Dubai property firms 'better armed' as up to 20% price drop looms

Ratings agency S&P says additional supply, lower demand to result in 10-20% correction in real estate market
Dubai property firms 'better armed' as up to 20% price drop looms
By Staff writer
Mon 22 Jun 2015 01:50 PM

Dubai property prices could fall by up to 20 percent by early 2016 as the market continues to stabilise after three years of sharp appreciation, ratings agency Standard & Poor's (S&P) said on Monday.

S&P said in its latest analysis of the property market in the UAE that additional supply and lower demand is likely to result in a 10-20 percent correction in Dubai residential real estate prices.

"After reaching a peak in 2014, the property market in the United Arab Emirates is set to soften in 2015 and early 2016. The market is facing a turnaround in operating conditions that is likely to dampen performance," the ratings agency said.

It added that the forecast drop in prices will be "much less than what led to the Dubai crisis in 2009".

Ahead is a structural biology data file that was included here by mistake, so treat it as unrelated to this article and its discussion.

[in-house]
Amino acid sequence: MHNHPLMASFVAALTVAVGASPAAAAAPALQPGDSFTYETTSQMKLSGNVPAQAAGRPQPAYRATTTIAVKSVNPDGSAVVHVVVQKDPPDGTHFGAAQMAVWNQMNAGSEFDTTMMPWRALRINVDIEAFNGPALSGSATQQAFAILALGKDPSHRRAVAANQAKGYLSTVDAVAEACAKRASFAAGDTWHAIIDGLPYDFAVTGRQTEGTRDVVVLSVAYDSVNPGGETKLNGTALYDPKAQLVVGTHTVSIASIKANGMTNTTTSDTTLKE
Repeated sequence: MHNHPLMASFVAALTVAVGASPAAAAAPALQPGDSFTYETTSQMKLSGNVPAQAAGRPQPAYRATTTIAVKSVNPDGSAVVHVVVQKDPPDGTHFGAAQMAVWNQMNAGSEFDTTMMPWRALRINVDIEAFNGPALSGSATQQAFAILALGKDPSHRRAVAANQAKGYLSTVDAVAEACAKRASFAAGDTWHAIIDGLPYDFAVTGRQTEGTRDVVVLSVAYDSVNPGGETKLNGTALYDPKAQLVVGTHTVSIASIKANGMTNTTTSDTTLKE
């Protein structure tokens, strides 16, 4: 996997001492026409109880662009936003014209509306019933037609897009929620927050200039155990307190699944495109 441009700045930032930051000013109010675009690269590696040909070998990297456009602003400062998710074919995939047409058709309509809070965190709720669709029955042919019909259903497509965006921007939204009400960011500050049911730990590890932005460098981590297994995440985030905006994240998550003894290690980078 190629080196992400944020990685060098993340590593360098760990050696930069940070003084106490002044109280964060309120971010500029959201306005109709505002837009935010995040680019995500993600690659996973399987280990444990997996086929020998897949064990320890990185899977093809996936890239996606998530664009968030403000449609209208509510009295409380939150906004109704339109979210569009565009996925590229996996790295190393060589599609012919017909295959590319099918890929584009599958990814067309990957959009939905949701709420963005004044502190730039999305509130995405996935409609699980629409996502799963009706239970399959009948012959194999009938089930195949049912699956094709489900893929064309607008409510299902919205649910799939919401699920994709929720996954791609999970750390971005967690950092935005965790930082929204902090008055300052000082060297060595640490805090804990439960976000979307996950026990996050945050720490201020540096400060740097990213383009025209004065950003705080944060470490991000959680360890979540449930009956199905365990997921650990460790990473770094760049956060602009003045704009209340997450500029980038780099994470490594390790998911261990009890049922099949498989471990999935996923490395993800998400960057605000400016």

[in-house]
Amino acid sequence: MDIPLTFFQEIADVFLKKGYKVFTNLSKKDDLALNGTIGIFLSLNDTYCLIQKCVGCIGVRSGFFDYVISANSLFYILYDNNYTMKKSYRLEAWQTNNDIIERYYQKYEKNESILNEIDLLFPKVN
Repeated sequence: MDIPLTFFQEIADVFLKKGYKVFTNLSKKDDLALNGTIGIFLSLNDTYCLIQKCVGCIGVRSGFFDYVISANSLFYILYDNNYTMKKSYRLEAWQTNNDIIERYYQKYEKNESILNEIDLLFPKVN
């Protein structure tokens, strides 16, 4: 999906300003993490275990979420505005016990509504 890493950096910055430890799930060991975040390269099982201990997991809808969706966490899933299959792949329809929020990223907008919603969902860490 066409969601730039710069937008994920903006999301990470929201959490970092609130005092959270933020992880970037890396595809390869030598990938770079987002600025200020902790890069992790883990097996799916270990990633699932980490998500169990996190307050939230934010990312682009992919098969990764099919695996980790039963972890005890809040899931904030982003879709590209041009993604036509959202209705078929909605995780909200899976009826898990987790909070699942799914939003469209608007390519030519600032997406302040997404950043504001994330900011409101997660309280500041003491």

"We believe real estate companies in the UAE are better armed to deal with the current slowdown and should be able to absorb it with limited ratings impact," said Standard & Poor's credit analyst Franck Delage.

"The diversifying economy, positive demographics, and protective measures from local regulators should help prevent a crisis like that of 2009," S&P said.

S&P also said it expects hotel occupancies to continue to decline ahead of Dubai Expo 2020, with 50 percent more hotels needed to host the excepted 20 million visitors.

The report said the office real estate market is set to become even more polarised, with the gap between prime locations and lower-tier office buildings widening in terms of rent and vacancy levels in Dubai and Abu Dhabi.

“The effect may be marginal for best-located properties, but more severe for suburban locations. We believe we'll continue to see a flight to quality, with still-high vacancy levels in locations further out from the cities' financial districts. The low oil prices that we expect for 2015 and 2016 will limit the appetite of companies in related sectors to hire and increase office space,” said Delage.

S&P said that even if market conditions were to deteriorate further than it currently anticipates, with average selling prices dropping 30 percent, the ratings impact on GCC issuers would likely remain limited over the next 12-24 months as the current backlog and presales support cash flow.

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